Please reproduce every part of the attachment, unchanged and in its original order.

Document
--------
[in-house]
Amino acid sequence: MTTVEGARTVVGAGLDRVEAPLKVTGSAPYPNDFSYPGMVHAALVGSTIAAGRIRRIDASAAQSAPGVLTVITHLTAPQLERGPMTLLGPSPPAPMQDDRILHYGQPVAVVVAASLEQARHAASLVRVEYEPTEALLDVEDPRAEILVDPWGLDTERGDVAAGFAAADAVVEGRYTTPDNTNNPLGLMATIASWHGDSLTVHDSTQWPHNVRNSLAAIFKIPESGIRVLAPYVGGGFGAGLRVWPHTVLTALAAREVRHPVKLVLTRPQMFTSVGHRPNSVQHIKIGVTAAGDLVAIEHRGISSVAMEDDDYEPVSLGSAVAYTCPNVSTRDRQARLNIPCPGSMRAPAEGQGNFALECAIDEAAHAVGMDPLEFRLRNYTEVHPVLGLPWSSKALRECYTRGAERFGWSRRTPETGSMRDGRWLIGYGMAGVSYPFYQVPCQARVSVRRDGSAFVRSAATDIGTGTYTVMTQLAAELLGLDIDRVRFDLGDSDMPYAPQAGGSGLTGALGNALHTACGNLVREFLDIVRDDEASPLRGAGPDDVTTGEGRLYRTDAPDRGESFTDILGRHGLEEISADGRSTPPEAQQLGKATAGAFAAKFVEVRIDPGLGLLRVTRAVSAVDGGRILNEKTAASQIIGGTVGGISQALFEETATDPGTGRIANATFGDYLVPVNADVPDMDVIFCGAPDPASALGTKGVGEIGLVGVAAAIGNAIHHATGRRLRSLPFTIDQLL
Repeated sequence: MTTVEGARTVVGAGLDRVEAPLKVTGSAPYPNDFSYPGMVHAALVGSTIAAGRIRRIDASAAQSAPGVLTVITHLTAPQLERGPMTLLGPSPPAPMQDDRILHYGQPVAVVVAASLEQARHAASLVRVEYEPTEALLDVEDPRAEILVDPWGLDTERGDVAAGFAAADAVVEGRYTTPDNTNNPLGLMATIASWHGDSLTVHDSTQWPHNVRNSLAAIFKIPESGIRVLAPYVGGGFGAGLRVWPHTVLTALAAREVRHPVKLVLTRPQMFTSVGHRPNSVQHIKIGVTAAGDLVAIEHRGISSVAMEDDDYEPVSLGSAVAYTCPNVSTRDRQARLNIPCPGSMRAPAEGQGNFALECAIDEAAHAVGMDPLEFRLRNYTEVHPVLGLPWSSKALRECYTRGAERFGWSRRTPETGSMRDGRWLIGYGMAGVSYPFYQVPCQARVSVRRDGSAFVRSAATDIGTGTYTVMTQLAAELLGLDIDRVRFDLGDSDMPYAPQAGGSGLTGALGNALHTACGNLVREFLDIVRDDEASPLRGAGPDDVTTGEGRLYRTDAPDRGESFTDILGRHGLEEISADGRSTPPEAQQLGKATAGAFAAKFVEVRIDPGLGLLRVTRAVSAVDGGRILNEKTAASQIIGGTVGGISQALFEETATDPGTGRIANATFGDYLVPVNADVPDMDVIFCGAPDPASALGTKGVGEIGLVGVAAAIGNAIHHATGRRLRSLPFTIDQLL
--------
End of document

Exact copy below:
[in-house]
Amino acid sequence: MTTVEGARTVVGAGLDRVEAPLKVTGSAPYPNDFSYPGMVHAALVGSTIAAGRIRRIDASAAQSAPGVLTVITHLTAPQLERGPMTLLGPSPPAPMQDDRILHYGQPVAVVVAASLEQARHAASLVRVEYEPTEALLDVEDPRAEILVDPWGLDTERGDVAAGFAAADAVVEGRYTTPDNTNNPLGLMATIASWHGDSLTVHDSTQWPHNVRNSLAAIFKIPESGIRVLAPYVGGGFGAGLRVWPHTVLTALAAREVRHPVKLVLTRPQMFTSVGHRPNSVQHIKIGVTAAGDLVAIEHRGISSVAMEDDDYEPVSLGSAVAYTCPNVSTRDRQARLNIPCPGSMRAPAEGQGNFALECAIDEAAHAVGMDPLEFRLRNYTEVHPVLGLPWSSKALRECYTRGAERFGWSRRTPETGSMRDGRWLIGYGMAGVSYPFYQVPCQARVSVRRDGSAFVRSAATDIGTGTYTVMTQLAAELLGLDIDRVRFDLGDSDMPYAPQAGGSGLTGALGNALHTACGNLVREFLDIVRDDEASPLRGAGPDDVTTGEGRLYRTDAPDRGESFTDILGRHGLEEISADGRSTPPEAQQLGKATAGAFAAKFVEVRIDPGLGLLRVTRAVSAVDGGRILNEKTAASQIIGGTVGGISQALFEETATDPGTGRIANATFGDYLVPVNADVPDMDVIFCGAPDPASALGTKGVGEIGLVGVAAAIGNAIHHATGRRLRSLPFTIDQLL
Repeated sequence: MTTVEGARTVVGAGLDRVEAPLKVTGSAPYPNDFSYPGMVHAALVGSTIAAGRIRRIDASAAQSAPGVLTVITHLTAPQLERGPMTLLGPSPPAPMQDDRILHYGQPVAVVVAASLEQARHAASLVRVEYEPTEALLDVEDPRAEILVDPWGLDTERGDVAAGFAAADAVVEGRYTTPDNTNNPLGLMATIASWHGDSLTVHDSTQWPHNVRNSLAAIFKIPESGIRVLAPYVGGGFGAGLRVWPHTVLTALAAREVRHPVKLVLTRPQMFTSVGHRPNSVQHIKIGVTAAGDLVAIEHRGISSVAMEDDDYEPVSLGSAVAYTCPNVSTRDRQARLNIPCPGSMRAPAEGQGNFALECAIDEAAHAVGMDPLEFRLRNYTEVHPVLGLPWSSKALRECYTRGAERFGWSRRTPETGSMRDGRWLIGYGMAGVSYPFYQVPCQARVSVRRDGSAFVRSAATDIGTGTYTVMTQLAAELLGLDIDRVRFDLGDSDMPYAPQAGGSGLTGALGNALHTACGNLVREFLDIVRDDEASPLRGAGPDDVTTGEGRLYRTDAPDRGESFTDILGRHGLEEISADGRSTPPEAQQLGKATAGAFAAKFVEVRIDPGLGLLRVTRAVSAVDGGRILNEKTAASQIIGGTVGGISQALFEETATDPGTGRIANATFGDYLVPVNADVPDMDVIFCGAPDPASALGTKGVGEIGLVGVAAAIGNAIHHATGRRLRSLPFTIDQLL